In the 1960s, the bridge was condemned by the city, but a segment of it was purchased and moved off campus to private property. In 2004, Valpo’s chapter of the American Society of Civil Engineers, the 2004 Senior Class Gift, and SAA brought a portion of the bridge back to campus and placed it in a grove of trees south of the Chapel of the Resurrection.
Valparaiso University developed its modern fight song in 1956 under athletics director Karl Henrichs. Through the years, the song has been the championing cry of students, faculty, and Valparaiso community members alike — anywhere that proud Crusaders are gathered.

It had been a longtime goal of the SAA to have the fight song displayed permanently in the Athletics-Recreation Center, and on February 28, 2008, the Fight Song Banner was unveiled and dedicated during halftime of the men’s basketball game. The Student Alumni Association would like to thank Adam Klos, Merel Nelson, Mark LaBarbera, Fred Plant, and the many others who helped make this banner a reality.

The Valpo Fight Song was originally introduced in 1956 after the student council and athletic director Karl Henrichs wanted to fire up the spirit at sporting events. Today, the current version of the fight song can be heard at many sporting events across the campus.

Hail Crusaders! Who rise to glory,
Our challenge has been hurled.
Team Victorious, our colors glorious
Are known throughout the world,
Valparaiso, we’re here to back you,
Our cheers like thunder roar.
See our school, our team,
See our colors gleam.
Let’s fight for the Brown and Gold!

The Valparaiso University Alma Mater has a long and interesting history. The song was originally introduced in 1935 after being written by Valpo President Oscar C. Kreinheder and two former music professors, Helen Dvorak and Harold Rogers. It is sung to the tune of an old German song composed by J.F. Petri, titled “How Can I Leave Thee?”

Hail to the Brown and Gold!
Thy sons and daughters hold
In loving loyalty
Thy colors dear;
Colors whereby they show
What others, too, should know;
That they belong to you.
Dear old Valpo.

Hail to the Brown and Gold!
Recall the days of old,
The happy days which we
Ne’er shall forget.
As shadows longer grow,
Brighter the flame shall glow,
The flame of love for you –
Dear old Valpo.

Hail to the Brown and Gold!
We pledge thee to uphold –
Wherever we may be –
Thy honored name.
Through years that come and go,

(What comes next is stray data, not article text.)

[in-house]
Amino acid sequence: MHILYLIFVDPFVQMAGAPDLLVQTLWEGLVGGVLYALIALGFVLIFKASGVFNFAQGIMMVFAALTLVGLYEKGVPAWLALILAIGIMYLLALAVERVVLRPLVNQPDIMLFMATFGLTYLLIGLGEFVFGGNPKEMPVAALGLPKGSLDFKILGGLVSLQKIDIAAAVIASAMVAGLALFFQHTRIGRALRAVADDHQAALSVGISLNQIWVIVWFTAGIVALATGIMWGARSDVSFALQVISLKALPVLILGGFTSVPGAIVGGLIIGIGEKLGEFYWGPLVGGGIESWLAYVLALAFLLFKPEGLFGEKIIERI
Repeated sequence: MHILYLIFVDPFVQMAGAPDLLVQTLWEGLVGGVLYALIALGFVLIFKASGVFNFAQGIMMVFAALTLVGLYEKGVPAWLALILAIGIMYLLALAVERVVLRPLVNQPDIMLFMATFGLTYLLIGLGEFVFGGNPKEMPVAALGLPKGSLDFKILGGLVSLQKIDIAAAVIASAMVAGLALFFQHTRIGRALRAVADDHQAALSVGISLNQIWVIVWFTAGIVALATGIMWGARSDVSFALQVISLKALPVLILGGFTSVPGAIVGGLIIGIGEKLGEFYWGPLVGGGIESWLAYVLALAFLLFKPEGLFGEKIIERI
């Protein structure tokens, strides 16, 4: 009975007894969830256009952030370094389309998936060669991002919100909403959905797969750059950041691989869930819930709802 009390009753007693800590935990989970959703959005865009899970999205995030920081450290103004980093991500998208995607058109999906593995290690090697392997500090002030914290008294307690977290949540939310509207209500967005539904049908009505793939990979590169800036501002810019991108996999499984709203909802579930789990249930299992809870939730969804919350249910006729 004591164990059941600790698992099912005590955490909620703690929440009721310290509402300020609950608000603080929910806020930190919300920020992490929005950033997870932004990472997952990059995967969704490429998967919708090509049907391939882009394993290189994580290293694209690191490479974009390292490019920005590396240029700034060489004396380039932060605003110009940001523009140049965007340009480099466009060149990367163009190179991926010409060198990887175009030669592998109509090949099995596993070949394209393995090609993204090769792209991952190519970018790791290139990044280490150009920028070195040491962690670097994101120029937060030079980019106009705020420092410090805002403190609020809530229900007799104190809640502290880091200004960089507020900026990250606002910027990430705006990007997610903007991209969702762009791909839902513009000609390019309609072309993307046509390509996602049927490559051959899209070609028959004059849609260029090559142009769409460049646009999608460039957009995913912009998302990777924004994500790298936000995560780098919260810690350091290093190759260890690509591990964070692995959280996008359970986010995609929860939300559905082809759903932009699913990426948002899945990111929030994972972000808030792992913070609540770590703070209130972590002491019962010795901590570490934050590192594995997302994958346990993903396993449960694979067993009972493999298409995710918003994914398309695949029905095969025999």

To pay the debt we owe,
We’ll e’er be true to you,
Dear old Valpo.

Valparaiso University was originally founded by Methodists in 1859.
It was purchased in 1925 by the Lutheran University Association, which operates the school to this day.

The Crusader has not always been Valpo’s mascot.

The original mascot was the Uhlan (oo-lan), a violent German knight. During World War II, this mascot fell out of favor, and the Crusader was adopted instead.

The Chapel of the Resurrection is the largest collegiate chapel in the country.
Dedicated in 1959 (click here to read the original dedication booklet), the chapel celebrated its 50th anniversary in 2009. The Chapel was constructed on the highest point of campus ground, with architects Charles Stade and Associates of Park Ridge, Illinois, guiding the $7.5 million construction.

The chapel organ is one of the largest in the country.
It has more than 60,000 pipes in 103 rows.

From 1917 until the 1960s, first-year students were required to wear colored beanies.
Originally, first-year students wore these beanies to identify one another, but upperclass students could identify them as well, leading to the hazing practice known as “buttoning,” in which students were required to place both index fingers on the button of their beanie and perform deep-knee bends. In 1962, brown and gold pots replaced the traditional green beanies, signifying the first-year students as equal members of the community.

Valpo once had a “campus dog” named George.

George belonged to a Valpo professor and was very well known around campus. When George died, he was buried on Old Campus, where a gravestone still marks his final resting place.

Valpo once boasted the “world’s tallest basketball team.”

A group of men who were too tall to join the military during World War II came to play basketball at Valpo.